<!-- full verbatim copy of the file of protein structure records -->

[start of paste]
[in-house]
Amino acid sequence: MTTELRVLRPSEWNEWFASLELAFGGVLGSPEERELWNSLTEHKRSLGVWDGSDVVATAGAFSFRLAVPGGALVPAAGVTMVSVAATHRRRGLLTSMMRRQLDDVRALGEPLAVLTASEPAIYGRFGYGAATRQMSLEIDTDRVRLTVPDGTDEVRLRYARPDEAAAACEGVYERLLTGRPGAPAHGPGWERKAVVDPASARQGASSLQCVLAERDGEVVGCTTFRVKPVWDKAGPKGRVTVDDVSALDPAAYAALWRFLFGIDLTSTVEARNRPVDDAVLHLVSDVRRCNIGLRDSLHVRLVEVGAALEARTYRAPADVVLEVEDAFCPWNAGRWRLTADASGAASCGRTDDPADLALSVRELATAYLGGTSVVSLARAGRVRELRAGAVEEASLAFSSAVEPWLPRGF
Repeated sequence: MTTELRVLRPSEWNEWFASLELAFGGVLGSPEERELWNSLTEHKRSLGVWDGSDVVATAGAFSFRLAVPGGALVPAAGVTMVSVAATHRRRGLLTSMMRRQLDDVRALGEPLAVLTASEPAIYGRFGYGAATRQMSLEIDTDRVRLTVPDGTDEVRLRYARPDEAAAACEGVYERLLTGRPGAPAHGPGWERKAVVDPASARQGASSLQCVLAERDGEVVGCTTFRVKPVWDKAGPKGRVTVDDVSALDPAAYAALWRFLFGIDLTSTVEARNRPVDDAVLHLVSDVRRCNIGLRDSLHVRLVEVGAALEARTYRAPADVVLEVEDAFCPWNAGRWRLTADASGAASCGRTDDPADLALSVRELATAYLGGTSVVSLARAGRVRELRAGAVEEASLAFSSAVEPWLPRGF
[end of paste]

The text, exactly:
[in-house]
Amino acid sequence: MTTELRVLRPSEWNEWFASLELAFGGVLGSPEERELWNSLTEHKRSLGVWDGSDVVATAGAFSFRLAVPGGALVPAAGVTMVSVAATHRRRGLLTSMMRRQLDDVRALGEPLAVLTASEPAIYGRFGYGAATRQMSLEIDTDRVRLTVPDGTDEVRLRYARPDEAAAACEGVYERLLTGRPGAPAHGPGWERKAVVDPASARQGASSLQCVLAERDGEVVGCTTFRVKPVWDKAGPKGRVTVDDVSALDPAAYAALWRFLFGIDLTSTVEARNRPVDDAVLHLVSDVRRCNIGLRDSLHVRLVEVGAALEARTYRAPADVVLEVEDAFCPWNAGRWRLTADASGAASCGRTDDPADLALSVRELATAYLGGTSVVSLARAGRVRELRAGAVEEASLAFSSAVEPWLPRGF
Repeated sequence: MTTELRVLRPSEWNEWFASLELAFGGVLGSPEERELWNSLTEHKRSLGVWDGSDVVATAGAFSFRLAVPGGALVPAAGVTMVSVAATHRRRGLLTSMMRRQLDDVRALGEPLAVLTASEPAIYGRFGYGAATRQMSLEIDTDRVRLTVPDGTDEVRLRYARPDEAAAACEGVYERLLTGRPGAPAHGPGWERKAVVDPASARQGASSLQCVLAERDGEVVGCTTFRVKPVWDKAGPKGRVTVDDVSALDPAAYAALWRFLFGIDLTSTVEARNRPVDDAVLHLVSDVRRCNIGLRDSLHVRLVEVGAALEARTYRAPADVVLEVEDAFCPWNAGRWRLTADASGAASCGRTDDPADLALSVRELATAYLGGTSVVSLARAGRVRELRAGAVEEASLAFSSAVEPWLPRGF